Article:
date of Dr. Baez's first opinion during the relevant
period, January 30, 2015. In that opinion, Dr. Baez simply
opined that the Claimant is "currently unable to work
due to her medical conditions," which, at that time,
included Sjogren's syndrome, dyspnea,  pulmonary
fibrosis, and chronic back pain. (R. 503).
March 6, 2015, Dr. Baez completed a questionnaire regarding
the functional limitations caused by the Claimant's
impairments. (R. 530-33). Dr. Baez opined that the Claimant
has a limited ability to lift and carry objects, but he did
not specify how much weight the Claimant could lift and
carry. (R. 530-31). Dr. Baez also opined that the Claimant
can sit for no more than one hour in an eight-hour workday;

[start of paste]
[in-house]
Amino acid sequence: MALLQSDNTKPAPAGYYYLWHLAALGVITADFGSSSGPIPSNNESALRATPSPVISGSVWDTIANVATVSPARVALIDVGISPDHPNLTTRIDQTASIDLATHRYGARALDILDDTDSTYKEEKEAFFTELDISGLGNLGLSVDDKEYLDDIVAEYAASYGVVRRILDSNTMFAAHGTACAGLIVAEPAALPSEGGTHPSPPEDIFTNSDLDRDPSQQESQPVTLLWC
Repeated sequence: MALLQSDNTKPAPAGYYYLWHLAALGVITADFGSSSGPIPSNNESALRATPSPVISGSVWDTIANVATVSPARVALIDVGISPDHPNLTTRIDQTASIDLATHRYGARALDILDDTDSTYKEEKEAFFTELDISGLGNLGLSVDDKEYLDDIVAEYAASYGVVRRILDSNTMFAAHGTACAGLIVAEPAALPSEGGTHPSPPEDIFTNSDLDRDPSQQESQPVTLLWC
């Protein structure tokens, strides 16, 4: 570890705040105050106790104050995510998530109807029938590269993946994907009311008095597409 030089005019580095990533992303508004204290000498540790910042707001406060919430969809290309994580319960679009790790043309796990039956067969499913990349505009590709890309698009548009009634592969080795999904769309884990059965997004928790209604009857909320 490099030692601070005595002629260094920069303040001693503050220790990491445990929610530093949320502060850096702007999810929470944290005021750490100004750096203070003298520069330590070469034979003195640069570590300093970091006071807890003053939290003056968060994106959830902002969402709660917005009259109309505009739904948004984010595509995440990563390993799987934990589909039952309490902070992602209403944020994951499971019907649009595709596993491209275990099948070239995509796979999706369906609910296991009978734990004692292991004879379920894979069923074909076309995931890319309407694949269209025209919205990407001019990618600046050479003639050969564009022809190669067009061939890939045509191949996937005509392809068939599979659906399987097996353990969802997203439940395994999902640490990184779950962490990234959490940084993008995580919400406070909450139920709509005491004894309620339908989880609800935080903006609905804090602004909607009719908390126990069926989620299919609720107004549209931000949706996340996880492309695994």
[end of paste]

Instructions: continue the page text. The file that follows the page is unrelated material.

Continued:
stand for no more than one hour in an eight-hour workday;
walk for no more than one hour in an eight-hour workday;
never climb, crouch, or crawl; occasionally kneel; frequently
balance and stoop; and is limited in her ability to reach,
push, and pull. (R. 531-32). Dr. Baez attributed the
foregoing limitations to the Claimant's joint pain. (R.
Claimant continued to treat with Dr. Baez following his March
6, 2015 opinion. (R. 830-908). For a period of nearly two
years, the Claimant only reported muscle and joint pain on a
few occasions, (R. 866, 887, 903, 907), and her physical
examinations were routinely unremarkable. (R. 835, 840-41,
845-46, 850-51, 856, 861, 867, 877, 883, 887, 892, 896. 900,
24, 2017, Dr. Baez completed a second questionnaire regarding
the functional limitations caused by the Claimant's
impairments. (R. 1044-46). Dr. Baez opined that the Claimant